Stay on Top of the Weeds

Depending on your personality type, wedding falls into one of two categories, absolute pain or pure therapy. Personally, the satisfaction of pulling a weed out by its root always brings me joy, so I don’t mind weeding all that much. Either way, weeds can rob nutrients from your crops and need to be removed from your garden regularly.

Mulched Garden
Our lettuce cabbage and chard mulched in straw

Getting Mulch Right

Mulch is a beautiful thing. Done right it can add aesthetic appeal, increase moisture retention, stabilize soil temperatures and decrease weed population. But there’s more to mulching than just tossing it onto your beds.

Too much mulch can pile up around the base of your plant stems causing root rot. Too little mulch and weeds may grow freely causing your plants to fail to thrive. A good rule of thumb is to apply 2” once your plants have reached about 6” tall.

Neglecting to Prune Your Plants

New gardeners tend to be hesitant to prune their plants for fear of damaging it. The truth is that pruning away dead and damaged leaves and steams serves two purposes. One, it will help to maintain healthy airflow around your plants which will reduce the possibility of fungal infections. Two, it will help to stimulate new growth, resulting in more flowers that will inevitably bring more food.

Expecting Every Plant to Thrive

Expecting everything you plant the first time out to thrive will only result in disappointment. Experienced gardeners understand that not every plant will thrive, and know to weather disappointment and celebrate success.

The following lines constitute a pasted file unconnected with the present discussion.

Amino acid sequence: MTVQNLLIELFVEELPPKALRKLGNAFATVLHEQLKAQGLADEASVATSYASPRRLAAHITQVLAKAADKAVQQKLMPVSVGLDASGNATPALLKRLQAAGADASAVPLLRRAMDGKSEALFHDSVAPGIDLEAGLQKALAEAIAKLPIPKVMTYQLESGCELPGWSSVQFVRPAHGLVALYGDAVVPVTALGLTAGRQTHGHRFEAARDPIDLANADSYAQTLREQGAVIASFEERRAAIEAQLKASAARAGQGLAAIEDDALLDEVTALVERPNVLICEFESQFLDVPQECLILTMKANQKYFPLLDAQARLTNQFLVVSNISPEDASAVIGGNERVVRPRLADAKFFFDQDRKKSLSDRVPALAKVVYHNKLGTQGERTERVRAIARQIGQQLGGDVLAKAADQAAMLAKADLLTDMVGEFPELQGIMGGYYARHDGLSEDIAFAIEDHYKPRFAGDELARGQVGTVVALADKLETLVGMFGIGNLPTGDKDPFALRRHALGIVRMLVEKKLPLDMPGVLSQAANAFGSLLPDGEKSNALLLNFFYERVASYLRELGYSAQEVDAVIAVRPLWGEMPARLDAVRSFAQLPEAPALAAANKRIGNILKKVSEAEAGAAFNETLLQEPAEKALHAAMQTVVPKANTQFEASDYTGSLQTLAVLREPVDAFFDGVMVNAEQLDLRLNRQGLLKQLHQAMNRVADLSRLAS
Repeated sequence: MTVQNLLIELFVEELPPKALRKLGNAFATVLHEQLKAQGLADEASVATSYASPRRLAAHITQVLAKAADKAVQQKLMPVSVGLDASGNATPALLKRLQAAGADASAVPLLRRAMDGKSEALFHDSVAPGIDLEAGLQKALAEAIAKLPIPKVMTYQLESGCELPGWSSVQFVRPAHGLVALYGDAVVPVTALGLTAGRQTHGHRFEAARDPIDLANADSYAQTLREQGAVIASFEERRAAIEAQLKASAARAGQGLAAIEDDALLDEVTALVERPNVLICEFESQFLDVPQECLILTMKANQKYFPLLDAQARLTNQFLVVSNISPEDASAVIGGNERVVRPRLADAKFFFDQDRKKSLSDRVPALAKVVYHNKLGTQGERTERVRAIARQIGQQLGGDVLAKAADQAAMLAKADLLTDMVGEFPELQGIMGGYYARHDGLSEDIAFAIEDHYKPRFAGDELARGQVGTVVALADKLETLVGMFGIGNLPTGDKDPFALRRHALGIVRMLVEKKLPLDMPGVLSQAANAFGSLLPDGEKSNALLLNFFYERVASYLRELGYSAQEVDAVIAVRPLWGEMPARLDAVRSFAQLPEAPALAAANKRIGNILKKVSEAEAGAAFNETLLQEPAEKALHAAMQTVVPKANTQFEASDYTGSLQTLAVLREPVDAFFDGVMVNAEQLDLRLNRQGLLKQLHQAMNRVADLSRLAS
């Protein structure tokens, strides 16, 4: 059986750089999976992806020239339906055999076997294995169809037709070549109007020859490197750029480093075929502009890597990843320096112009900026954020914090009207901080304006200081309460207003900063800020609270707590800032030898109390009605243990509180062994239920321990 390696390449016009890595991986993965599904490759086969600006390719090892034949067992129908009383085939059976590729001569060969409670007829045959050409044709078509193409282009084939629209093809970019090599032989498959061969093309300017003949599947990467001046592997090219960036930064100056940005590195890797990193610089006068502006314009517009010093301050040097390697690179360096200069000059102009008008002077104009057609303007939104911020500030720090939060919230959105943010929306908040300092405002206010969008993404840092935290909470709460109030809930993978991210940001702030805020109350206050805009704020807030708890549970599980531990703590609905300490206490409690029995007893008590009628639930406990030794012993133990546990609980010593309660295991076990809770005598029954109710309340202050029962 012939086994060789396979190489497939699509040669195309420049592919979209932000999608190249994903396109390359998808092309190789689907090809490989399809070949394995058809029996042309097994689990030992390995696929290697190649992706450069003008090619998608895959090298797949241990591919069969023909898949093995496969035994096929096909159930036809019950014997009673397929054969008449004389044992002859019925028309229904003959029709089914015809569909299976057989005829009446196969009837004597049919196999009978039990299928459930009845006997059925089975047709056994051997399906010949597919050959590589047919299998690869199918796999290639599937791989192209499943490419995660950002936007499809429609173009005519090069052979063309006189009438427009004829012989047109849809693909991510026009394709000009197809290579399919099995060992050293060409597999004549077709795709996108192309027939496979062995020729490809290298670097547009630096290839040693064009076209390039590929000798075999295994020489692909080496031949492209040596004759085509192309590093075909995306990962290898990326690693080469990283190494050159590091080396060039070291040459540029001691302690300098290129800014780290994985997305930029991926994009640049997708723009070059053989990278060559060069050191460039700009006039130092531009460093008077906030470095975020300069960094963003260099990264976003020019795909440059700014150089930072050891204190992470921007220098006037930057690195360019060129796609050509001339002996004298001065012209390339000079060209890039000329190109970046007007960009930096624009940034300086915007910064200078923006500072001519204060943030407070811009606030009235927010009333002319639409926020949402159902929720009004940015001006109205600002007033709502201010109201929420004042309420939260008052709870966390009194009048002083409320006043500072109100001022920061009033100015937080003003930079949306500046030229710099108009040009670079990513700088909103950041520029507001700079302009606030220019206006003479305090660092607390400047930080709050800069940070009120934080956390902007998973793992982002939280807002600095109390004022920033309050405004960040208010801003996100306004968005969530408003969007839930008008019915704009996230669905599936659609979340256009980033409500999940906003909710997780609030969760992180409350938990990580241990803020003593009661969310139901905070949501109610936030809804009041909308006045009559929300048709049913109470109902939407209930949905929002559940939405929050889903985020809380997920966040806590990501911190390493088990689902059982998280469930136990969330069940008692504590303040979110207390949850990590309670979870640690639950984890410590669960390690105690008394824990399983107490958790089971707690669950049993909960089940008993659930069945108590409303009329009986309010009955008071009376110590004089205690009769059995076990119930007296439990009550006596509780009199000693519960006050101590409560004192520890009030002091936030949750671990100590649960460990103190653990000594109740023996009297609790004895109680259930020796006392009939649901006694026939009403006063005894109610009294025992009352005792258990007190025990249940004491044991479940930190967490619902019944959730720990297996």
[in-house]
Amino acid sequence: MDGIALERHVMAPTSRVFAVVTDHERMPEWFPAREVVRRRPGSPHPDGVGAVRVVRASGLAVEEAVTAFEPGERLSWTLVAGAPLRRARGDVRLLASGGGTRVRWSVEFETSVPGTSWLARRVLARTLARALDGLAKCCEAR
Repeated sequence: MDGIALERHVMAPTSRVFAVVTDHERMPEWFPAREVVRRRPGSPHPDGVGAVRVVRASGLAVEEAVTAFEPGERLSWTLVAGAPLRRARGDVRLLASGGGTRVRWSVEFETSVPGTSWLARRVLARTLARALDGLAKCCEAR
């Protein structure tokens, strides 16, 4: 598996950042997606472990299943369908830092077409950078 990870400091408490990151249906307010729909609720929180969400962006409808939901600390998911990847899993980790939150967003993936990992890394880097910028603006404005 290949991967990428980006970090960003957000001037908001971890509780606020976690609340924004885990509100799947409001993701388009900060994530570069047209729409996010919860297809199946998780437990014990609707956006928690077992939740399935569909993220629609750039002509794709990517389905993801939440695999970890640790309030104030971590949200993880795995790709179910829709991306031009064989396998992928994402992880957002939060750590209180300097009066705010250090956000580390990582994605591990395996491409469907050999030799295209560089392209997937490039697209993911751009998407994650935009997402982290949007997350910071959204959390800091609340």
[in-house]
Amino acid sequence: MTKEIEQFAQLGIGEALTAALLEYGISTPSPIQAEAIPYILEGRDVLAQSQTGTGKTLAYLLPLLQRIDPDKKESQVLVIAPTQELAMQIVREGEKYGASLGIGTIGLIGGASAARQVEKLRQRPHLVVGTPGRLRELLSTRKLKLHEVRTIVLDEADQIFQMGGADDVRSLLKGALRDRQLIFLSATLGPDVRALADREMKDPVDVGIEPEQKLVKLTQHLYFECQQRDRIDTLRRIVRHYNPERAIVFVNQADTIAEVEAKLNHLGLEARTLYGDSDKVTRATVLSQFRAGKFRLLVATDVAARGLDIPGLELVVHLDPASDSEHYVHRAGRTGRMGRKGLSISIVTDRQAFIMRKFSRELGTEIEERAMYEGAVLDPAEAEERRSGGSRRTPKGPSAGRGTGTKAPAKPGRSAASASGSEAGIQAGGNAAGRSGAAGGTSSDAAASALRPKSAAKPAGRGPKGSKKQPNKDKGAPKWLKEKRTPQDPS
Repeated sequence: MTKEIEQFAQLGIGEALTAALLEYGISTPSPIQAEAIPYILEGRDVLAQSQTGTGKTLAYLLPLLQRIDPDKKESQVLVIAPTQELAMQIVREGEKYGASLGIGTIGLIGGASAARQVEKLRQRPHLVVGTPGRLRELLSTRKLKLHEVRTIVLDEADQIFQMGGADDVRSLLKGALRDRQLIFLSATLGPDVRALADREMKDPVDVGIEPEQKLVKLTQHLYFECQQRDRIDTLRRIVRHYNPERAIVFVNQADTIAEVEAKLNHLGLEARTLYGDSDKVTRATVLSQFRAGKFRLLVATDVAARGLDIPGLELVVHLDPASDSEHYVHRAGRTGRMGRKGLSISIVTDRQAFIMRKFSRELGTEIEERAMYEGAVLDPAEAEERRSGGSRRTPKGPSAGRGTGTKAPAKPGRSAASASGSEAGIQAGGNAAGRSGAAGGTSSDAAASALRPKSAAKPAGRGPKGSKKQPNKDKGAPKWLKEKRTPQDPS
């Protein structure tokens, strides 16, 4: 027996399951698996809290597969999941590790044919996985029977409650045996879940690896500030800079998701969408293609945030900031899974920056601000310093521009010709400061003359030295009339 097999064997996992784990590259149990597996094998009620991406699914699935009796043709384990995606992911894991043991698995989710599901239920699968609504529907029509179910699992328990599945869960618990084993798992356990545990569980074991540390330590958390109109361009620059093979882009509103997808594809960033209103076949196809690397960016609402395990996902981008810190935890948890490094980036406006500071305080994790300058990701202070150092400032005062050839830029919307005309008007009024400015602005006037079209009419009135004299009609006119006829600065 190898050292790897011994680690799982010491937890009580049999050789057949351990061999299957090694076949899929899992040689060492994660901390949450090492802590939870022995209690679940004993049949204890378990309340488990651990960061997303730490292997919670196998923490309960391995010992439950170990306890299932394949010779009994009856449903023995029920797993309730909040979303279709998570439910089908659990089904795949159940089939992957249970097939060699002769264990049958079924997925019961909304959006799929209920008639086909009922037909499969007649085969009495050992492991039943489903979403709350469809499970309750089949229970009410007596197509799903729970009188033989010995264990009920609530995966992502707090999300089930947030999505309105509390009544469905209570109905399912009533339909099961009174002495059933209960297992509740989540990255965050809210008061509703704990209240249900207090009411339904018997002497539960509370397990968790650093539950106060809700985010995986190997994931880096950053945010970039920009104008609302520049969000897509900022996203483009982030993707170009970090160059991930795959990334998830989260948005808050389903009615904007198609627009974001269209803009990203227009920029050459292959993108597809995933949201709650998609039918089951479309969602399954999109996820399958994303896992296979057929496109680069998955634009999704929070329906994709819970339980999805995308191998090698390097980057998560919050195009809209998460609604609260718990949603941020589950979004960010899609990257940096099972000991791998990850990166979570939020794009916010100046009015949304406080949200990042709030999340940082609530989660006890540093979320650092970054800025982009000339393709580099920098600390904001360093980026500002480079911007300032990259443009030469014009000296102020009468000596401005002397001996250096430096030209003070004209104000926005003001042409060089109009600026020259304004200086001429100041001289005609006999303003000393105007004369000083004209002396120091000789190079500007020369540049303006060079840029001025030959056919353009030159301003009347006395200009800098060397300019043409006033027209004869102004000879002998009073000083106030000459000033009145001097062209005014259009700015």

My first year, as I said I had an exceptionally abundant garden. Everything grew with one exception. My cucumbers. Six plants produced a total of 8 fruits. On the flip side, 6 pumpkin pants produced an astounding 25 pumpkins! I later learned that I had planted my cucumbers in the wrong spot, under our apricot tree where they were left to fight for the same nutrients as the tree. The lettuce, cabbage, broccoli, and tomatoes planted under the same tree, however, thrived.

It’s little bits of knowledge like this that will only come with experience, so give yourself the time to learn.

Grow What you Love, and Love What You Grow

Gardening has a learning curve, and there will be growing pains (pun intended) along the way. The important part is to grow what you love and to love the process of growing it. Each season every gardener from novice to pro finds that they make mistakes, and learn new lessons. This is part of the experience. It’s a learn-as-you-go kind of art.

Are you ready to get your hands dirty this year? We’d love to hear all about your garden plans in the comments below, and if you have any additional advice for beginning gardeners, be sure to leave that too! Be sure to join our mailing list to be updated about our newest gardening articles. And, until next time,

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Advice for Beginning Gardeners